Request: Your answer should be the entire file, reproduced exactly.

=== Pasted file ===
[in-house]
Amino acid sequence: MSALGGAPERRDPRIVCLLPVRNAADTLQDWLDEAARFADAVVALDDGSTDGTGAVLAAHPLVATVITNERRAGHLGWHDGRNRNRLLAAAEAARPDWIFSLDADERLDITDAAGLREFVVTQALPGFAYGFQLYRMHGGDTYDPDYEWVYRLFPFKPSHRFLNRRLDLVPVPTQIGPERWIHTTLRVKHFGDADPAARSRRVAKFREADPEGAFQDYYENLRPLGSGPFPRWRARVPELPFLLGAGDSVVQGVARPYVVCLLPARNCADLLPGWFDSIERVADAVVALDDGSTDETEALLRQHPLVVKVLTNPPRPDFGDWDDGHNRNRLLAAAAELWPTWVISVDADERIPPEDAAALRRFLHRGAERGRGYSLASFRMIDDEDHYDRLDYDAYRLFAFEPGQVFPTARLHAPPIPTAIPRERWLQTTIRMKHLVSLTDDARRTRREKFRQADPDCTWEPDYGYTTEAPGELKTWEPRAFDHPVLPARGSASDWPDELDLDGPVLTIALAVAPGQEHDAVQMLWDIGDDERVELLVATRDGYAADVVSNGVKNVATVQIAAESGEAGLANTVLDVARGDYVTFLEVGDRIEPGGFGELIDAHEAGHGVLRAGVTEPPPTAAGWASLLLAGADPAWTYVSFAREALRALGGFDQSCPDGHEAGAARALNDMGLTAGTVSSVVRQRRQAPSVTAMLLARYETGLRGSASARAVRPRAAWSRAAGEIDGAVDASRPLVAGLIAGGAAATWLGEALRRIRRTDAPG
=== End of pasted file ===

[in-house]
Amino acid sequence: MSALGGAPERRDPRIVCLLPVRNAADTLQDWLDEAARFADAVVALDDGSTDGTGAVLAAHPLVATVITNERRAGHLGWHDGRNRNRLLAAAEAARPDWIFSLDADERLDITDAAGLREFVVTQALPGFAYGFQLYRMHGGDTYDPDYEWVYRLFPFKPSHRFLNRRLDLVPVPTQIGPERWIHTTLRVKHFGDADPAARSRRVAKFREADPEGAFQDYYENLRPLGSGPFPRWRARVPELPFLLGAGDSVVQGVARPYVVCLLPARNCADLLPGWFDSIERVADAVVALDDGSTDETEALLRQHPLVVKVLTNPPRPDFGDWDDGHNRNRLLAAAAELWPTWVISVDADERIPPEDAAALRRFLHRGAERGRGYSLASFRMIDDEDHYDRLDYDAYRLFAFEPGQVFPTARLHAPPIPTAIPRERWLQTTIRMKHLVSLTDDARRTRREKFRQADPDCTWEPDYGYTTEAPGELKTWEPRAFDHPVLPARGSASDWPDELDLDGPVLTIALAVAPGQEHDAVQMLWDIGDDERVELLVATRDGYAADVVSNGVKNVATVQIAAESGEAGLANTVLDVARGDYVTFLEVGDRIEPGGFGELIDAHEAGHGVLRAGVTEPPPTAAGWASLLLAGADPAWTYVSFAREALRALGGFDQSCPDGHEAGAARALNDMGLTAGTVSSVVRQRRQAPSVTAMLLARYETGLRGSASARAVRPRAAWSRAAGEIDGAVDASRPLVAGLIAGGAAATWLGEALRRIRRTDAPG